Scarcity doesn’t take hold in a culture overnight. But the feeling of scarcity does thrive in shameprone cultures that are deeply steeped in comparison and fractured by disengagement. (By a shameprone culture, I don’t mean that we’re ashamed of our collective identity, but that there are enough of us struggling with the issue of worthiness that it’s shaping the culture.)

Brené Brown Quotes from Daring Greatly

Brene Brown Quote: Shame derives its power from being unspeakable.

Shame derives its power from being unspeakable.

When we spend our lives waiting until we’re perfect or bulletproof before we walk into the arena, we ultimately sacrifice relationships and opportunities that may not be recoverable, we squander our precious time, and we turn our backs on our gifts, those unique contributions that only we can make.

A sense of worthiness inspires us to be vulnerable, share openly, and persevere. Shame keeps us small, resentful, and afraid. In shame-prone cultures, where parents, leaders, and administrators consciously or unconsciously encourage people to connect their self-worth to what they produce, I see disengagement, blame, gossip, stagnation, favoritism, and a total dearth of creativity and innovation.

Love and belonging are irreducible needs of all men, women, and children. We’re hardwired for connection—it’s what gives purpose and meaning to our lives. The absence of love, belonging, and connection always leads to suffering.

Vulnerability isn’t good or bad: It’s not what we call a dark emotion, nor is it always a light, positive experience. Vulnerability is the core of all emotions and feelings. To feel is to be vulnerable. To believe vulnerability is weakness is to believe that feeling is weakness. To foreclose on our emotional life out of a fear that the costs will be too high is to walk away from the very thing that gives purpose and meaning to living.

Our rejection of vulnerability often stems from our associating it with dark emotions like fear, shame, grief, sadness, and disappointment—emotions that we don’t want to discuss, even when they profoundly affect the way we live, love, work, and even lead. What most of us fail to understand and what took me a decade of research to learn is that vulnerability is also the cradle of the emotions and experiences that we crave.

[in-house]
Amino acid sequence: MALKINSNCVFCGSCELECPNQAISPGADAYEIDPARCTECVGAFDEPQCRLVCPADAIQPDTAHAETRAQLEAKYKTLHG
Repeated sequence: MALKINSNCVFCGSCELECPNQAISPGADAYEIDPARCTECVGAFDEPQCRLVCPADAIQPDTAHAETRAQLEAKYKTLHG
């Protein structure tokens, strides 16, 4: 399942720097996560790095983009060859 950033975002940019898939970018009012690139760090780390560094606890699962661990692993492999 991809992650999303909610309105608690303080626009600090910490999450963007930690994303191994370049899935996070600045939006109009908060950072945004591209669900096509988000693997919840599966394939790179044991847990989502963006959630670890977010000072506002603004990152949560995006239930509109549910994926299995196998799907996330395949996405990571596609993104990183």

Vulnerability is the birthplace of love, belonging, joy, courage, empathy, and creativity. It is the source of hope, empathy, accountability, and authenticity. If we want greater clarity in our purpose or deeper and more meaningful spiritual lives, vulnerability is the path. I know this is hard to believe, especially when we’ve spent our lives thinking that vulnerability and weakness are synonymous, but it’s true. I define vulnerability as uncertainty, risk, and emotional exposure.

Connection is why we’re here; it is what gives purpose and meaning to our lives. The power that connection holds in our lives was confirmed when the main concern about connection emerged as the fear of disconnection; the fear that something we have done or failed to do, something about who we are or where we come from, has made us unlovable and unworthy of connection.

Even to me the issue of “stay small, sweet, quiet, and modest” sounds like an outdated problem, but the truth is that women still run into those demands whenever we find and use our voices.

I only share when I have no unmet needs that I’m trying to fill. I firmly believe that being vulnerable with a larger audience is only a good idea if the healing is tied to the sharing, not to the expectations I might have for the response I get.